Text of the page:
SWING

A noble end came last week to Jazz Information, the stout little periodical which for two years championed jazz music seriously and articulately against the superficial blandishments of its commercial by-product. With an elaborate 100-page issue, replete with the discriminating record reviews, glorifications of underrated musicians, and other features which set it apart from the slick, snappy trade papers like Downbeat and Metronome, Jazz Information bowed out in the grand manner. And Gene Williams, who had run the magazine single-handed through most of its career, settled back to repair his broken health and hope some other fanatic would start another paper to play the same part.

For only a fanatic would have undergone the adversities Williams did until stopped only by physical collapse. His editorial in the final number tells how he and a Columbia classmate raised their brainchild from a simple mimeographed sheet to a trim, well-written magazine, complete with cover, photographs, and a few advertisements. But when his associate dropped out there was no one willing to replace him, even though the project was expanding, and demanding an increasing amount of attention. Williams found himself putting out each issue alone. There were plenty of jazz fans cager to chip in with feature articles or scraps of news, but none to help with the actual publication.

Williams became his own publisher, editor, record reviewer, news hawk, copy boy, and business manager, except for casual assistance here and there. Jazz Information was not making money; indeed, Williams didn't expect that it would, believing that his paper could never remain true to the standards he set for it and be commercially successful as well. But his constitution gave way before his bank account did.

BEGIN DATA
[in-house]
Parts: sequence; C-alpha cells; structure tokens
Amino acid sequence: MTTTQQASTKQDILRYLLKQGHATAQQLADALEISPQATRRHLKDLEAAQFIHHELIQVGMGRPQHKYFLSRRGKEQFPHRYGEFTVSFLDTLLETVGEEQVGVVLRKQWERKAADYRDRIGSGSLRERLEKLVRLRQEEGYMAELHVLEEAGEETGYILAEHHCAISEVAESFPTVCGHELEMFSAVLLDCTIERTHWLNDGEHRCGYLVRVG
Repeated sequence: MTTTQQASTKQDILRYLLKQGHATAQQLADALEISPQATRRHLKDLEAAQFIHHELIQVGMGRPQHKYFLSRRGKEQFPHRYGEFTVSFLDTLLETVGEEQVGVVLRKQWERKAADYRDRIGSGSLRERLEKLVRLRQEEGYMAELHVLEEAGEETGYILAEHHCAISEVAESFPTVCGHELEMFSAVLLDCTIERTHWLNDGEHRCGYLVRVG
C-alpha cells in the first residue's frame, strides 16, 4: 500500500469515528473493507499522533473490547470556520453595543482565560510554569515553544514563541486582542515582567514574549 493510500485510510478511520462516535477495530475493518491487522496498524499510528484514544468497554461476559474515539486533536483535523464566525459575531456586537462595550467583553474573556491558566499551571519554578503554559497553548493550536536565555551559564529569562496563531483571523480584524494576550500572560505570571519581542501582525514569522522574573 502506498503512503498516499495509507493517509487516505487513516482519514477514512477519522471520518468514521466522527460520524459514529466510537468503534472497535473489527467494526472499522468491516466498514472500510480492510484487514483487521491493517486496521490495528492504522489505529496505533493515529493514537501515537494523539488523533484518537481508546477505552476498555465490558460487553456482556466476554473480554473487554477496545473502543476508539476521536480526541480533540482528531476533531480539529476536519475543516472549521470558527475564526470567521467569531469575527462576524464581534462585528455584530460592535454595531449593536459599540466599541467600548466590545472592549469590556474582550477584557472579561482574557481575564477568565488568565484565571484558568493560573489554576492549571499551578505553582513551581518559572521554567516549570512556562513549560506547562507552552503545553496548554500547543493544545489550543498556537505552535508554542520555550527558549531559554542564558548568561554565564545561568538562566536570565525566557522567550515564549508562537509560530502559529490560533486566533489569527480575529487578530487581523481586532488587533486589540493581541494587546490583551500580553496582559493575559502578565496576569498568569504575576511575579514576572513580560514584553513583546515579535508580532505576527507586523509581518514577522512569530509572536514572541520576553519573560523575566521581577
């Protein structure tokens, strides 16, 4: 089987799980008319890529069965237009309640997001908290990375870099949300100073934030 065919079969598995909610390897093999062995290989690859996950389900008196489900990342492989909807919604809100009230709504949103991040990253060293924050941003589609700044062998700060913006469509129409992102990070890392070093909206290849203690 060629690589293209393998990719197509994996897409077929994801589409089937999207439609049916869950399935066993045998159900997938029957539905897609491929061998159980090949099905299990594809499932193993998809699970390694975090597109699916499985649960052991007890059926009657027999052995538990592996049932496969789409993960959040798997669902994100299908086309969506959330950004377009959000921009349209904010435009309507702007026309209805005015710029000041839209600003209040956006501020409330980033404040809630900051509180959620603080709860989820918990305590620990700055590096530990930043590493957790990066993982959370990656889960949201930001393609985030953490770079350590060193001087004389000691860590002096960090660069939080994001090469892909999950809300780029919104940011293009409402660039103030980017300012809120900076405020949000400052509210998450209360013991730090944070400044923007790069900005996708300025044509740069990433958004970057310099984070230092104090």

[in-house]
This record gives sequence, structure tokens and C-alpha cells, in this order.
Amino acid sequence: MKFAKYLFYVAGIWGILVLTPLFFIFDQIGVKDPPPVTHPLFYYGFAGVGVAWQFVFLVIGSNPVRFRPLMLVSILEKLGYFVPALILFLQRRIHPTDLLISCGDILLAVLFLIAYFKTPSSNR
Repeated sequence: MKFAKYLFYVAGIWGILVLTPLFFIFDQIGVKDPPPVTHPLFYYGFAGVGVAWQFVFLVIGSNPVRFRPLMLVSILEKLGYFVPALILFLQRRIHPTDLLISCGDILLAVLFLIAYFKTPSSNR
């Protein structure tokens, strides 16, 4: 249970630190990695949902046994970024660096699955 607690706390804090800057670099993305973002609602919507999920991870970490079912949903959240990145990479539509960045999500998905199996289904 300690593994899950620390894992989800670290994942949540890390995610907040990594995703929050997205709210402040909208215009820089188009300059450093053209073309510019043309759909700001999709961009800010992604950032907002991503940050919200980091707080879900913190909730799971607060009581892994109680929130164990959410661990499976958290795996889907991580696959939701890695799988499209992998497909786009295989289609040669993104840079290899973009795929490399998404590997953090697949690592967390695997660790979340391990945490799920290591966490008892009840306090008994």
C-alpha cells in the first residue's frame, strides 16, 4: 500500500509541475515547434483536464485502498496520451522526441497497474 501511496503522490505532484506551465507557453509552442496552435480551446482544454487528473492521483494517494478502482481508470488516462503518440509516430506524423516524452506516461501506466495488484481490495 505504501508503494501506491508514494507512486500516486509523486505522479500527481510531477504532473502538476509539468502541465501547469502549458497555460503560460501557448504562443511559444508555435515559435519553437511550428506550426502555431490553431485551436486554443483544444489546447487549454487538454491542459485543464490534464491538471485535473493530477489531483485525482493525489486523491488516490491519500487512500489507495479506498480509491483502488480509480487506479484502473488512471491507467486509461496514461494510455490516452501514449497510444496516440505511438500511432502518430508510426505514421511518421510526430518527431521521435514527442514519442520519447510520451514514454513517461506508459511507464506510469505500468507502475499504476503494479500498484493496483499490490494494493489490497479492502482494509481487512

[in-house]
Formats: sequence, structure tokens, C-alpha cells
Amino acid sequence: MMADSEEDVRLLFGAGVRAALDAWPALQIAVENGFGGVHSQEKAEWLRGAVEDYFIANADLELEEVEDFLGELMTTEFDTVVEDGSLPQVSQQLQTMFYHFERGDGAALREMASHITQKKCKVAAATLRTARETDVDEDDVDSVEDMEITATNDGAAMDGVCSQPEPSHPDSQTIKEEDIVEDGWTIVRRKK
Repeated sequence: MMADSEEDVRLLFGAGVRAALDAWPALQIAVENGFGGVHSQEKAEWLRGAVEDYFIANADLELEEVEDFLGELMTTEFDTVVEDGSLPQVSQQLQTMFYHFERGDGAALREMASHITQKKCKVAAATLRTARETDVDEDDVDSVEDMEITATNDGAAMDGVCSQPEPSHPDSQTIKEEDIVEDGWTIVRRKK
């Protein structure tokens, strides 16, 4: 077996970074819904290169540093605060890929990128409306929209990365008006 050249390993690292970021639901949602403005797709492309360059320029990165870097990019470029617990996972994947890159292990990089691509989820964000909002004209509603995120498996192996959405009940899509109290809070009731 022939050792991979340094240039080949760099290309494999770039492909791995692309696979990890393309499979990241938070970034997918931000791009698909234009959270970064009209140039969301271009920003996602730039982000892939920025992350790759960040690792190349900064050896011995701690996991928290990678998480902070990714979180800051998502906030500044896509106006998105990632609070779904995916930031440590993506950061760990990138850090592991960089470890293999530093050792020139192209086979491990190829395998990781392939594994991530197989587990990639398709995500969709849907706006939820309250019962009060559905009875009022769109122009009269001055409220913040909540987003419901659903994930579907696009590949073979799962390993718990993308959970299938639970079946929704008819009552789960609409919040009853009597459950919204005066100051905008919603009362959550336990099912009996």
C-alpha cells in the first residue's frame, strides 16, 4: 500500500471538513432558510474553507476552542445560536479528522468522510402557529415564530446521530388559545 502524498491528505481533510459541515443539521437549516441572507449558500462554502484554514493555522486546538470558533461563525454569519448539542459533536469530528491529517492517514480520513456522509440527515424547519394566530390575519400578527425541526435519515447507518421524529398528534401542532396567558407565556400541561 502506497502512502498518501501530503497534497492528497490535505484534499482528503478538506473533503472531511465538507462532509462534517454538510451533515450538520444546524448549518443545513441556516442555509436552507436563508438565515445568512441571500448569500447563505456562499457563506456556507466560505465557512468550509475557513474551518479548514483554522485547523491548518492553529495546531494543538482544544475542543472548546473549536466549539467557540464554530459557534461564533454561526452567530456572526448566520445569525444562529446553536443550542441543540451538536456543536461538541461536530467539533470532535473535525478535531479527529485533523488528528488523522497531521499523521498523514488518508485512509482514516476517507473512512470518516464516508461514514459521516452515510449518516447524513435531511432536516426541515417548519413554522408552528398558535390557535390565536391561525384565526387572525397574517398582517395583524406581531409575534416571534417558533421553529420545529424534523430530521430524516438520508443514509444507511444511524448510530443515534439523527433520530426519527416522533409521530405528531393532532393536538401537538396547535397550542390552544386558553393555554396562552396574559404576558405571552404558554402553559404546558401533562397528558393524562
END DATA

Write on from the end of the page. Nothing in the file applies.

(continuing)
One wonders if there are any others willing to make the same venture, even with the benefit of learning from Williams's experience. That Williams had to carry on alone would indicate that few indeed are prepared to give their whole time to a magazine catering to such a small, if devoted, following, and offering no hope of financial return.

Probably Jazz Information's standards were too high for its own material good. It refusal to compromise with what it called "quasi-jazz," its strict adherence to the New Orleans-Louis Armstrong line, may have scared off many who needed to be educated gradually to an appreciation of the vital spark of the great jazz improvisers. It appealed, therefore, almost exclusively to confirmed addicts, and for them it performed a great service with its thoughtful criticisms and biographies of well-known jazzmen. To the ex-jitterbug who has tired of jive, however, its almost esoteric articles and dogmatic policy seemed too great a change from his usual musical fare. But in what it tried to do, Jazz Information succeeded, perhaps, too well for its own survival.